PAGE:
Maximise your Avios, air miles and hotel points

Vodafone follows EE in bringing back mobile roaming charges in Europe

Links on Head for Points may support the site by paying a commission.  See here for all partner links.

Vodafone has followed EE and become the second UK mobile phone company to bring back roaming charges in Europe.

We covered EE’s introduction of roaming charges here.

From 6th January, Vodafone will charge to use your existing minutes and data allowance in Europe.

Vodafone introduces EU roaming charges

The changes are outlined on the Vodafone website here in a press release euphemistically entitled ‘a fairer way to charge for roaming in Europe’.

The charges will be:

  • £2 per day (the same as EE charges)
  • £8 for an 8-day bundle
  • £15 for a 15-day bundle

Data will be capped at 25GB per month for those on unlimited data plans, which will make it harder to do very lengthy streaming sessions whilst away.

If you are currently under contract with Vodafone, the charge will not begin until your contract is renewed. Some of Vodafone’s more expensive monthly ‘Xtra’ packages will include European roaming, in the same way that they currently including roaming in countries such as the US.

The new rules will come into effect on 6th January for all Vodafone contracts, new or upgraded, agreed from 11th August. This gives you a couple of days to upgrade your plan if you wish.

O2 has said that it has no plans to reintroduce roaming charges but is introducing a ‘fair use’ cap of 25GB per month in the EU, with additional charges for any usage above this level.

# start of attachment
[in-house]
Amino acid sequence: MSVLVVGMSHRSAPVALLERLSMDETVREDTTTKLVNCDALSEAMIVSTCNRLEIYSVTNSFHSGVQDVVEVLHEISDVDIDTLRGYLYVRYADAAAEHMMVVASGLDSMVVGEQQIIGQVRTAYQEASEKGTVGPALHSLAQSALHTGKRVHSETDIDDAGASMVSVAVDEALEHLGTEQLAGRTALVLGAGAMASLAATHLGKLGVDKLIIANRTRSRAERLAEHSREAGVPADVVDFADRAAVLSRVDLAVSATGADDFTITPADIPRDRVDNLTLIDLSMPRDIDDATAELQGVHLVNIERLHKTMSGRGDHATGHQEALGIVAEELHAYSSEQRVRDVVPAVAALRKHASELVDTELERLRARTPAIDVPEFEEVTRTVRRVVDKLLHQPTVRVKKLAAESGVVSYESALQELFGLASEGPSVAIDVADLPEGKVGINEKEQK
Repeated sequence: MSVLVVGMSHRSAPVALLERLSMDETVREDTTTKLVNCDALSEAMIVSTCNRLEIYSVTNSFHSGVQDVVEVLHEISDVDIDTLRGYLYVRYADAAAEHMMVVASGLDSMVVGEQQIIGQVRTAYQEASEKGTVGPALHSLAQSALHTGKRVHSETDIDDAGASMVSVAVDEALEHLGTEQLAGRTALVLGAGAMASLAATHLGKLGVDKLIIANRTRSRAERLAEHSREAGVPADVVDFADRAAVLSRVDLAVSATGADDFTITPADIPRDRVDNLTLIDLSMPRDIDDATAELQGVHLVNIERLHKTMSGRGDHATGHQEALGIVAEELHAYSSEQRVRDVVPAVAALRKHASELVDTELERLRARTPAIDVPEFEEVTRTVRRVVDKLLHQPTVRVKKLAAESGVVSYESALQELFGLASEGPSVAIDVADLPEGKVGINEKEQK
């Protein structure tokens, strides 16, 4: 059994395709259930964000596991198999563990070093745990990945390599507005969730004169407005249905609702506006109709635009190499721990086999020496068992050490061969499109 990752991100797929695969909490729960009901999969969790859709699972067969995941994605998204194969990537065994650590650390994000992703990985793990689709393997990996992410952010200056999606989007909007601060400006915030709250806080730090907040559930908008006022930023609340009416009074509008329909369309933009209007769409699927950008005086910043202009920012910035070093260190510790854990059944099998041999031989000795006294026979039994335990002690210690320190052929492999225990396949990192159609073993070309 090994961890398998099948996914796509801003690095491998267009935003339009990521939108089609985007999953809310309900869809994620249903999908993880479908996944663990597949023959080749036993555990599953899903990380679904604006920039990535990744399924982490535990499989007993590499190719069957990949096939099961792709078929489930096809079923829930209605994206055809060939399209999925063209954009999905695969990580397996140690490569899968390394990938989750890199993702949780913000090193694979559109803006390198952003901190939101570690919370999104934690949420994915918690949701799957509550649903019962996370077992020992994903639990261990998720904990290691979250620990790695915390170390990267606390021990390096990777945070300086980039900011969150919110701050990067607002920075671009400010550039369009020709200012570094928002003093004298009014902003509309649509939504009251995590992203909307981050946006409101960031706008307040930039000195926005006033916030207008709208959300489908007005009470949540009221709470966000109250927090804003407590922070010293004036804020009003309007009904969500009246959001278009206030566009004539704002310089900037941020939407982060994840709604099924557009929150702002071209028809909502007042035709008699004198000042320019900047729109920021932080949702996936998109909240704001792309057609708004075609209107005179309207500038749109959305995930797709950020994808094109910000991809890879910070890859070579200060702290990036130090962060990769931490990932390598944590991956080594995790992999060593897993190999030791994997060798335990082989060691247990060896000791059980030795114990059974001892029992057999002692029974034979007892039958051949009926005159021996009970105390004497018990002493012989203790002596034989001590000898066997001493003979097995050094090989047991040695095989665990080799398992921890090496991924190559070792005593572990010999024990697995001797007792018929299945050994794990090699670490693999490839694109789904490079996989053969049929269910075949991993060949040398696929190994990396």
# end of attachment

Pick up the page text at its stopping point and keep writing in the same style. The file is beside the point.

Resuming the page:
Under the Brexit trade agreement, it was stated that the UK and EU would “co-operate on promoting transparent and reasonable rates” for mobile charges but no guarantees were made on roaming charges. At the time, the four major UK mobile networks said that they had no intention to introduce roaming charges which may have influenced the Government in deciding not to push for including it in law.

Rhys did a full comparison of the roaming packages offered by the major networks in this article, although the Vodafone information is now out of date following this announcement.

You can read more on the Vodafone website here. The detailed pricing data is here.

Comments (248)

This article is closed to new comments. Feel free to ask your question in the HfP forums.

  • Harrier25 says:

    As well as 02, I don’t think Three have announced any changes to EU roaming charging yet, but sure that it’s only a matter of time before both do.

    • Lord Doncaster says:

      Three offers free roaming in far more places than just the EU… it’s their main benefit

      • Harrier25 says:

        If that remains as is, then I shall be renewing my Three contract when it expires in November.

        • Matty says:

          Three changed their T&Cs on 1 July. You can only use your phone abroad for 2 months in any 12 month period. The days are cumulative.